Saturday 21 March 2020

Day 5 of self-isolation

It's the first day of spring! Another day in paradise. But for many people, it's hell. I'm pretty good at not having contact with tons of other people, but I'm a bit peculiar, or so everyone tells me.

This is going round Facebook.

1. We don't know who originated this message.
2. The hashtag and the web address don't match. 

3. Whois is unable to validate the web address.
4. "" doesn't make sense, it should be
 4. There are some very bad people in this world, who want you to visit their web site so that they can auto-install a trojan or virus on your system
5. DO NOT visit that web address.
6. If you want to stand by your front door and clap at 8pm on 26 March, go ahead. I doubt if any NHS staff will hear you.
7. Don't share the message.

8. If you want to help the NHS, then avoid getting Covid-19. Keep washing your hands, and avoid other people.

HMG has told us that they're giving us a VAT holiday. That's not as good as it counds; they just mean we can pay late. But there are some other good economic measures that they are taking.

I found out more about what kills us. The virus goes to the breathing system and causes inflammation of the lungs as the body responds to the invasion by feeding more blood to the sites infected. This leads to fluid in your lungs, and you drown, even if you're on a ventilator that is pumping oxygen under pressure to try to keep you alive. Your body knows that it's not getting enough oxygen, and becomes desperate to get more; you thrash around, try to remove this thing that's over your face - you need to be restrained. It's horrible.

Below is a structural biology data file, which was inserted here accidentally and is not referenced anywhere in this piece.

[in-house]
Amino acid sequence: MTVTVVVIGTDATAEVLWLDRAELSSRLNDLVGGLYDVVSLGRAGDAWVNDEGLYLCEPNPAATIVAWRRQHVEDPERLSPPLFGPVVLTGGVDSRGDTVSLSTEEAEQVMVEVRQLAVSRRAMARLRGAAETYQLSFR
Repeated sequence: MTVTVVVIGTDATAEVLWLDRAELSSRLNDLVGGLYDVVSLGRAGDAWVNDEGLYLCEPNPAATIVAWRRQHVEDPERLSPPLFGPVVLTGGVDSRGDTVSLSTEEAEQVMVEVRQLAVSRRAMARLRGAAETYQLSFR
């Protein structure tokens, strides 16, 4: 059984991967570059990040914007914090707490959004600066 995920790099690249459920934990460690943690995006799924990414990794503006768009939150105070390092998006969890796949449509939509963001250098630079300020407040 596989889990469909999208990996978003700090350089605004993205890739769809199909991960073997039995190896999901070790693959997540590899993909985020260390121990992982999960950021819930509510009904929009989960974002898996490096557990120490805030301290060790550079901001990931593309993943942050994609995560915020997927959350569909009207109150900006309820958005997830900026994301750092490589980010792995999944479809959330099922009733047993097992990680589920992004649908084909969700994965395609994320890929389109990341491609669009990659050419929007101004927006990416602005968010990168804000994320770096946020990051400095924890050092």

If you do survive, then you have permanent damage to your lungs, and reduced lung function in future.

It sound very similar to being gassed with chlorine in WW1. Soldiers drowned in their own lung fluids (there were no ventilators) and if they survived, they had breathing difficulties for the rest of their lives. And then Spanish flu came along in 1919 and killed 50 to 100 million of us.

So - we need more ventilators. There comes a point at which there is one ventilator free, and two patients needing it, and some unfortunate medical person has to decide which one gets it (the one most likely to survive, which might get simplified down to "who is younger?"). That is why governments are desperate for industry to make more ventilators, but we also need people who know how to use them, and how to adjust the parameters (percentage oxygen, pressure etc) for the needs of the patient at that time, and the needs change as the illness progresses. Such skills are not common, and need a lot of training.

However. It's spring, the sun is shining, you can go out into your garden and enjoy the fresh air and sunshine.

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